· 5 min read
cannot read property * of undefined
Let's start by taking a look at an example of how we would currently do this.
We have two users, Susan and Fred. Susan has purchased a car, and her car details are inside of our database. Fred, on the other hand, has not purchased a car so there are no details about his car.
We want to loop through all of the users in our array and log out all of the car colours. It would look something like this:
We would see the first vehicle colour, red, logged to the console, but our loop would error out on Fred's car since
will not exist.
We would traditionally handle this by using a conditional operator:
This works well, but what happens if we have nested purchase details like this?
Now our data structure is significantly more complex. If we wanted to log out the purchase price, but also account for Fred not owning a vehicle, we could do something like the following.
Not too readable or fun do debug, is it? What happens if we have yet another nested object? You can see how quickly overcomplicated this becomes for such a trivial task. Let's explore conditional chaining and how you can start using it today.
Optional chaining is an incredibly powerful tool that allows you to optionally select portions of data without fear of your code erroring out because of dynamic data structures. It also lets you skip the messy syntax we saw above. Optional chaining is still in the proposal stage, but that doesn't mean you can't start using it. You can read more about the official spec proposal here.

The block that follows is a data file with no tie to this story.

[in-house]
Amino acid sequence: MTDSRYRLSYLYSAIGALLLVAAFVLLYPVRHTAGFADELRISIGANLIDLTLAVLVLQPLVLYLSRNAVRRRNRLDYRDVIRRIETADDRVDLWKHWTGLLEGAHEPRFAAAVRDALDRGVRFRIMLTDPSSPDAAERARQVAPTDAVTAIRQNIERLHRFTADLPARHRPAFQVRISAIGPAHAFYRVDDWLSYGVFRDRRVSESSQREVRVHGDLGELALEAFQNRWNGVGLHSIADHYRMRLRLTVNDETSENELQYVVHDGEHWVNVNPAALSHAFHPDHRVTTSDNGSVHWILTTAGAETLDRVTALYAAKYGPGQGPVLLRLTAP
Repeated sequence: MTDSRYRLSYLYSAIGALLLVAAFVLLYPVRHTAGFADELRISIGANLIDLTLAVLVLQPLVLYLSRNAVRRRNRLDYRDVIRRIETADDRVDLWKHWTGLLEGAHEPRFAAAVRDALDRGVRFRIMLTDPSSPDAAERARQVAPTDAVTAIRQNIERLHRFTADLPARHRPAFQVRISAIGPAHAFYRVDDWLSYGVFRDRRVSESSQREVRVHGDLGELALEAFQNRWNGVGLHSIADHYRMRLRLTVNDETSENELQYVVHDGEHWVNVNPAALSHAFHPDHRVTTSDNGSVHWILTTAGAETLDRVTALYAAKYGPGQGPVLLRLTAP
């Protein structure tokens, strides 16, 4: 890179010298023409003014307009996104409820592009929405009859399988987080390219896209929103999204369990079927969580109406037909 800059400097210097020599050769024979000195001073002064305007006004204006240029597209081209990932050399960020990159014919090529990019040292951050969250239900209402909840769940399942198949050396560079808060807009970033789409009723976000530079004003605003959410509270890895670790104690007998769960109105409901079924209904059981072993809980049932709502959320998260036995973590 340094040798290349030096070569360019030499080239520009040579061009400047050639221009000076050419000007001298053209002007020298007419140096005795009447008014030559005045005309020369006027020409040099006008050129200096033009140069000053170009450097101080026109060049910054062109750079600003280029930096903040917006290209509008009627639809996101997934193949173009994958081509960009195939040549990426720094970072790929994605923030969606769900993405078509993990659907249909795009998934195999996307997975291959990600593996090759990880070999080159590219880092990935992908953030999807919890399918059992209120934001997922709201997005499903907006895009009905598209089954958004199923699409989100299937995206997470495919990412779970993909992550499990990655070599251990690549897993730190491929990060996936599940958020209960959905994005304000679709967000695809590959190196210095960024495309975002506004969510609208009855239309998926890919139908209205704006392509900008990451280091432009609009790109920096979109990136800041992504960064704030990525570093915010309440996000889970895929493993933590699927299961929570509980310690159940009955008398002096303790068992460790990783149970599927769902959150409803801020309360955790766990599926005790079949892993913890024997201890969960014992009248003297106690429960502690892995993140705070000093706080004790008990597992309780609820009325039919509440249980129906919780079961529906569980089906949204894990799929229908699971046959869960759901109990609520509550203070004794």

Building off of what we saw above, let's jump into an example to see exactly how it works. More details can be found at the bottom of this article about how to get your project up and running with optional chaining as it will not work in all browsers as of February 2020.
Take a look at the following data structure again:
With optional chaining, you don't have to worry about Fred not owning a car. You could easily accomplish what we tried above with the following code:
Notice how we now have a leading
before each of the nested properties? If at any point in the chain something doesn't exist, the chain will return
. This makes it super easy to catch edge cases.
Take a look at the more complicated data again:
Logging out the car purchase prices would now look like this:
How cool is that? We've now protected ourselves from unreadable code, unwanted side-effects, and we can greatly improve our mental workflow without having to worry about the overhead of organizing ternary operator chains.
This is only scratching the surface of what you can do with optional chaining. You aren't limited to just nested data structures. Are you unsure if something is actually a function? Check this out:
To get started, run:
Inside of your
file, make sure to include the following in your plugins:
And you should be all set! Optional chaining is quickly moving through the TC39 proposal pipeline, so it will likely be supported across browsers very soon. If taking a deep dive into the spec is something that interests you, check it out here.
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